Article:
One of the things I often do as I'm reading a novel or short story is keep track of words whose definitions I do not know or that I find interesting. Either way, these interesting words are ones I feel might be of use in my own writing. That, and it's good to expand one's vocabulary every once in a while.
Read my review of Farthing.
bourgeois: a member of the middle class
coppiced: a dense growth of bushes
drugget: a rug made of a coarse fabric having a cotton warp and a wool filling
histrionic: characteristic of acting or a stage performance; often affected ("Histrionic gestures")
invigilating: to keep watch; to keep watch over students at an examination.
neologism: the act of inventing a word or phrase
parvenu: a person who has suddenly risen to a higher economic status but has not gained social acceptance of others in that class
portico: a porch or entrance to a building consisting of a covered and often columned area
prosaically: in a matter-of-fact manner
putative: commonly thought or deemed; supposed; reputed; as, the putative father of a child.
spinney: a copse that shelters game
vicar: a Roman Catholic priest who acts for another higher-ranking clergyman
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Farthing by Jo Walton is a little bit of a different read for me. I went into it not knowing anything about it; I never even bothered to read the summary. Turns out Farthing is alternate history, which as a rule I usually don't read, but it's also a murder mystery with strong political overtones. The events that unfold in Farthing continue eight years later in Ha'pennyand conclude with Half a Crown.
So what's Farthing about?
It's alternate history and takes place in the 1940's. In this version of history, the United States never enters the war against Nazi Germany (there's no mention of the Japanese, so I guess the reader is left to assume that the surprise attack on Pearl Harbor never happened). As a result, England is left to fend alone against Hitler. But Hitler isn't interested in England. Turns out he's more interested in making peace with the British so he can turn the fullness of his attention on Russia. This is what happens. The story begins at a country estate where the orchestrator of this peace accord, Sir James Thirkie, is found in his room, murdered. What follows is a Scotland Yard investigation led by Inspector Carmichael where everyone—servant and noble alike—is considered a suspect.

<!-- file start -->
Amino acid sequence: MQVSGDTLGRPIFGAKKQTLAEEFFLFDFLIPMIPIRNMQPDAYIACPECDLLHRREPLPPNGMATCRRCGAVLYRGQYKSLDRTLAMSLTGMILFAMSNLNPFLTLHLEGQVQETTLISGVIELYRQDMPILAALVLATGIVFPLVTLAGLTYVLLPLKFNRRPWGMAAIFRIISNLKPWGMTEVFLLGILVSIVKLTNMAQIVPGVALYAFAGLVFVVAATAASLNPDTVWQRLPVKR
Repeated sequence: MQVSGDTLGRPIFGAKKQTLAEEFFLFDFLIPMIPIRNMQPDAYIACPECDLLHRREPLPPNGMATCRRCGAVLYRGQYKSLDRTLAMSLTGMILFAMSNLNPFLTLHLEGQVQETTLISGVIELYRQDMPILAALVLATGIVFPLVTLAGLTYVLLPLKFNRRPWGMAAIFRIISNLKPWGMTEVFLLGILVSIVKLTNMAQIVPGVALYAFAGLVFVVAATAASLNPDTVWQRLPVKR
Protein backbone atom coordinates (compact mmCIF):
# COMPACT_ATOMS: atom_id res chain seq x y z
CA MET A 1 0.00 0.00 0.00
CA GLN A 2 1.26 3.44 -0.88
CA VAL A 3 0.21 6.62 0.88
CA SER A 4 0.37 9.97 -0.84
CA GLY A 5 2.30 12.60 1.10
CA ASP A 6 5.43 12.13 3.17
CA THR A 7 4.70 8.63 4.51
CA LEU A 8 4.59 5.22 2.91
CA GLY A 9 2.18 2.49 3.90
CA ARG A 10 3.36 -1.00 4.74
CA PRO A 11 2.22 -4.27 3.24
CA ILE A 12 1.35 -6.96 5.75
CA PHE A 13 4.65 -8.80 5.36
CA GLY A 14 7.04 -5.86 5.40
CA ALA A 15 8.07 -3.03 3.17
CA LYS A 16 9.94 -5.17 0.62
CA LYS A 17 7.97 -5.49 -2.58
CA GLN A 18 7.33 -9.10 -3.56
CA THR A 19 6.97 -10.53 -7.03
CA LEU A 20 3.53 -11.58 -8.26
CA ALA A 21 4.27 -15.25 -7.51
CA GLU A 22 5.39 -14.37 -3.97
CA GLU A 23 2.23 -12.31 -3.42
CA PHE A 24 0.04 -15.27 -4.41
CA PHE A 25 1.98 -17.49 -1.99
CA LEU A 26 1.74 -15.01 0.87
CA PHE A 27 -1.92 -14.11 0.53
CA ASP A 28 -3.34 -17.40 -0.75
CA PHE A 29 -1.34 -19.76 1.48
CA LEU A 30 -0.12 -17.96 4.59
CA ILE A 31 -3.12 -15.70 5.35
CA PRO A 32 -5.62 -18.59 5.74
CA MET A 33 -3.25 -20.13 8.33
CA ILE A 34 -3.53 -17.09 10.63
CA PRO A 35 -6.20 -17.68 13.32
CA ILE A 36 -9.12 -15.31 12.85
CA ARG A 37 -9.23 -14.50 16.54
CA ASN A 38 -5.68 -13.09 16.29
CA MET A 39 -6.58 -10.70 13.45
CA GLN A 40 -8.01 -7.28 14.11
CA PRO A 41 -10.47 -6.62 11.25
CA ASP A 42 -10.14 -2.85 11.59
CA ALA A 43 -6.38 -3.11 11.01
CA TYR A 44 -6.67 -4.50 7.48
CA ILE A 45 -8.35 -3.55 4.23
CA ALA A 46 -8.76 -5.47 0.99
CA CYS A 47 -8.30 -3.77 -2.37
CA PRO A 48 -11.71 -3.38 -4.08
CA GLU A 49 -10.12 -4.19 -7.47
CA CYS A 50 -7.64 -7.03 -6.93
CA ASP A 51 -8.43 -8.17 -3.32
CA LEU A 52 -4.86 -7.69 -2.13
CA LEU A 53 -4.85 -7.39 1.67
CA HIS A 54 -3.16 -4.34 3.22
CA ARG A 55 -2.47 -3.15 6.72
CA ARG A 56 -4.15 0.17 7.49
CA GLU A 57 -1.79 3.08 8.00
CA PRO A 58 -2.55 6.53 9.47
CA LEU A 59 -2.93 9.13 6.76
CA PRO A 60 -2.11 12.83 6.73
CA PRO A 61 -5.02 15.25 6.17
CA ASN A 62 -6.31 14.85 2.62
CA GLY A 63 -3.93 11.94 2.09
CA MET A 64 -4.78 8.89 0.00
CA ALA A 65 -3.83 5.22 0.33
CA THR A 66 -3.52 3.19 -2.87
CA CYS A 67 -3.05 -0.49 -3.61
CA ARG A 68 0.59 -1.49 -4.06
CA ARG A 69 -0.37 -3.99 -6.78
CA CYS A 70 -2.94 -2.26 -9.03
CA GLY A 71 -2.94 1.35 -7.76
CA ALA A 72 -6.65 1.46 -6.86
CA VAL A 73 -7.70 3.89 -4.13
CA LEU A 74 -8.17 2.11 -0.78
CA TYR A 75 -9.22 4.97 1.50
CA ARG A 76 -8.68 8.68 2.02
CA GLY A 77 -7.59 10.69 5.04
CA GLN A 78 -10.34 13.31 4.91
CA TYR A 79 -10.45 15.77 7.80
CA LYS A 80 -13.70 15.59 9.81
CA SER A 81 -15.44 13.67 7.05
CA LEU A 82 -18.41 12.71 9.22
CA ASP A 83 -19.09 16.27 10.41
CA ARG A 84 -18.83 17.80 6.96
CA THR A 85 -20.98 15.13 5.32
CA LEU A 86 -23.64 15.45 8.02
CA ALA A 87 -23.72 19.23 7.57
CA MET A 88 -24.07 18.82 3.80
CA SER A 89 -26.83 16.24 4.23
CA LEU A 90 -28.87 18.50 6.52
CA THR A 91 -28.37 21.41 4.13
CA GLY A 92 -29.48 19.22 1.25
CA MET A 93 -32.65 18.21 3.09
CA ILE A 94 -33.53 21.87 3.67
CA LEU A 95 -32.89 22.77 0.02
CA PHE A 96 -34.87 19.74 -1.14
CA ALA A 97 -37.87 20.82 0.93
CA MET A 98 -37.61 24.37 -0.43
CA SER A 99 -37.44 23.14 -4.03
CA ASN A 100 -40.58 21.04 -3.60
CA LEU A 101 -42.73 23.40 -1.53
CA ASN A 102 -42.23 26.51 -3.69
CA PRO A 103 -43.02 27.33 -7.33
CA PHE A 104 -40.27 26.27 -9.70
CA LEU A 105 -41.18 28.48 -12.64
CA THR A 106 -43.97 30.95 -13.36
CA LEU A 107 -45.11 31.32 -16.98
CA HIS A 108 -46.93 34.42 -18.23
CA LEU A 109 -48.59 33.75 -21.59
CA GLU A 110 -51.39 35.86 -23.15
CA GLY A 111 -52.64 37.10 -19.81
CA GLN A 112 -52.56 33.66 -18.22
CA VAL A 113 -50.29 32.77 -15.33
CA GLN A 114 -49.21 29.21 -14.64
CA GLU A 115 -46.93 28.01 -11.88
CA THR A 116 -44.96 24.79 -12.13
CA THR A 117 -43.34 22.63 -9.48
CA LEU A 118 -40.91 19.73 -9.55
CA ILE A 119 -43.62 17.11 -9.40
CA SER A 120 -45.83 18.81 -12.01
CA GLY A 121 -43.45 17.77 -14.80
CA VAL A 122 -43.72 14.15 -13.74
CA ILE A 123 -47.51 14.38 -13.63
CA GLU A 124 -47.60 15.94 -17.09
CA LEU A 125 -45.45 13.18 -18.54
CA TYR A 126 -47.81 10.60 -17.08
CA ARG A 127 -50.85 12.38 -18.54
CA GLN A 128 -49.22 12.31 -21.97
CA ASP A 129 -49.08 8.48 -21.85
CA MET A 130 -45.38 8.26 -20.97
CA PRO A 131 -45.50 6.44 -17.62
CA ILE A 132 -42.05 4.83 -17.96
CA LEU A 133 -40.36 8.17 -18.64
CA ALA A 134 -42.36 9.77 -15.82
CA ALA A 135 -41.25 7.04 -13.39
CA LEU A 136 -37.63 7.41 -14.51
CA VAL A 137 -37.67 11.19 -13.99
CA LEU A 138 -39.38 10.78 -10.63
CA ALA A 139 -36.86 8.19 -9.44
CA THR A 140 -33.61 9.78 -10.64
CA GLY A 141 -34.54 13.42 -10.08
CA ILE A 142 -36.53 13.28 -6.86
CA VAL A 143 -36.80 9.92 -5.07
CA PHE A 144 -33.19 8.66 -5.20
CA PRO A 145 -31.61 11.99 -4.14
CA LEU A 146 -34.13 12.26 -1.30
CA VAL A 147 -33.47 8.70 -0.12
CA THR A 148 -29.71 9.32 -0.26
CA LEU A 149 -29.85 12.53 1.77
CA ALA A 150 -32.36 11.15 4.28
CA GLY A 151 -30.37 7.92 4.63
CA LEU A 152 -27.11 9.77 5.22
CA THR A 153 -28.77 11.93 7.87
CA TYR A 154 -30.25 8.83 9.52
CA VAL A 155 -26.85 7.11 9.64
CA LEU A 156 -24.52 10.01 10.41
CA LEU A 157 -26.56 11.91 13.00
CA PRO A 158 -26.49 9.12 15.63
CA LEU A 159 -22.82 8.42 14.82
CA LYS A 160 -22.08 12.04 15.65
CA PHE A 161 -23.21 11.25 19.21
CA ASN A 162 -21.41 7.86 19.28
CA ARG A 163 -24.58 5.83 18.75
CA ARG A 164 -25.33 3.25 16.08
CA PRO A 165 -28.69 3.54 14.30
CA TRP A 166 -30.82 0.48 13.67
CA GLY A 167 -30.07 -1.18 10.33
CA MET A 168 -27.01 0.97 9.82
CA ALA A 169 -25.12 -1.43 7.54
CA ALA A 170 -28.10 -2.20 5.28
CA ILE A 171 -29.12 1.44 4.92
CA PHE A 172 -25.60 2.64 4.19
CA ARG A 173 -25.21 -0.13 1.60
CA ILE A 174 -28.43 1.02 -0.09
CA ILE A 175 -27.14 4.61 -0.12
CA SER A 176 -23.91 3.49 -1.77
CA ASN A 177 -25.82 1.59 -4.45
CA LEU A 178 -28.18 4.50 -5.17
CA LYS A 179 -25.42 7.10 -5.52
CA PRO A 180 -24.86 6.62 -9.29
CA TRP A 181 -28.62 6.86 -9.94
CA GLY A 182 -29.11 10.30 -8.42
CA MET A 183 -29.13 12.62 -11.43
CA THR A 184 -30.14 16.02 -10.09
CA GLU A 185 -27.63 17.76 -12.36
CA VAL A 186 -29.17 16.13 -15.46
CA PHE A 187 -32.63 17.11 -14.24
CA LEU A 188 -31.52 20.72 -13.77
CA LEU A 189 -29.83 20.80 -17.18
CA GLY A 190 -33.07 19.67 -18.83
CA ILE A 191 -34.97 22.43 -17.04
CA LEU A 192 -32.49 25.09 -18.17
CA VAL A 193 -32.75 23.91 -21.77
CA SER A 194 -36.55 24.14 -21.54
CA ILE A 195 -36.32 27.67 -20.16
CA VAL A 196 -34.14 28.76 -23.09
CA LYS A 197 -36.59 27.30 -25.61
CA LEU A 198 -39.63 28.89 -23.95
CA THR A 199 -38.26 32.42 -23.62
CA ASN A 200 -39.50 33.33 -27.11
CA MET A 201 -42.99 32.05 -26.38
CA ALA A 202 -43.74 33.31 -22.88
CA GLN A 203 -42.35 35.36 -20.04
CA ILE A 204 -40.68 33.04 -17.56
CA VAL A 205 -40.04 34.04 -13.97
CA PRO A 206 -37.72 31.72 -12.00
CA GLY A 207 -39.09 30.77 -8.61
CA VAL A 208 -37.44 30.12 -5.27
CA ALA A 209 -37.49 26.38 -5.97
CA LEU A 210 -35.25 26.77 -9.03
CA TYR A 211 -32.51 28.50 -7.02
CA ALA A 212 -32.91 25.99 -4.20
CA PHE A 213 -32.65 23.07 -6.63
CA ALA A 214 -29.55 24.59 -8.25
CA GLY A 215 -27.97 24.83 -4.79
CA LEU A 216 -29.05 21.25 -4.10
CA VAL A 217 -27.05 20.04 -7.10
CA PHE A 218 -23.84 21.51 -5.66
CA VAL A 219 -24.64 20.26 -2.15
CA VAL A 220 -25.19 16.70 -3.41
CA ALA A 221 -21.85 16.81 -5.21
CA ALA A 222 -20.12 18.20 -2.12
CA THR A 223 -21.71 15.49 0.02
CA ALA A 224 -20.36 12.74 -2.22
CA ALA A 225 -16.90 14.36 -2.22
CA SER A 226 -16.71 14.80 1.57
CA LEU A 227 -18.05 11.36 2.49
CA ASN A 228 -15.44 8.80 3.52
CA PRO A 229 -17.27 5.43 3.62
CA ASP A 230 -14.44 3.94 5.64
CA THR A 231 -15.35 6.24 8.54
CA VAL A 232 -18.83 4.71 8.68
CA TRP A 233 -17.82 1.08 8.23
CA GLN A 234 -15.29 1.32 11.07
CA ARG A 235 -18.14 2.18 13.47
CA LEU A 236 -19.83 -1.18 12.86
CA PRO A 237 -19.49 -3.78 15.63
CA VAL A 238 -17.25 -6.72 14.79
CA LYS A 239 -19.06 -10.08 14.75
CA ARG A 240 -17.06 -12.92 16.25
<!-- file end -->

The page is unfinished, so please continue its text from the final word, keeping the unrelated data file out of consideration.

Farthing garnered a lot of excellent reviews on Amazon. It's written well and has a style that is easy to read while holding the reader's attention, but ultimately I just didn't find enough going on here. The pacing is rather slow at times, with lots of tea and lunches and not enough intrigue or suspense for my taste. What Farthing really amounts to is a peek into a sort of Marvel Comics What If? scenario where Nazi Germany's influence (in particular their bias against Jews and homosexuals) begins to influence seemingly benign countries like England where such hatred becomes a convenient excuse for certain parties to impose their will upon their nations. It's a scary possibility, but scary only inasmuch as one thinks alternate history is scary. It didn't happen, so I, for one, am not particular scared.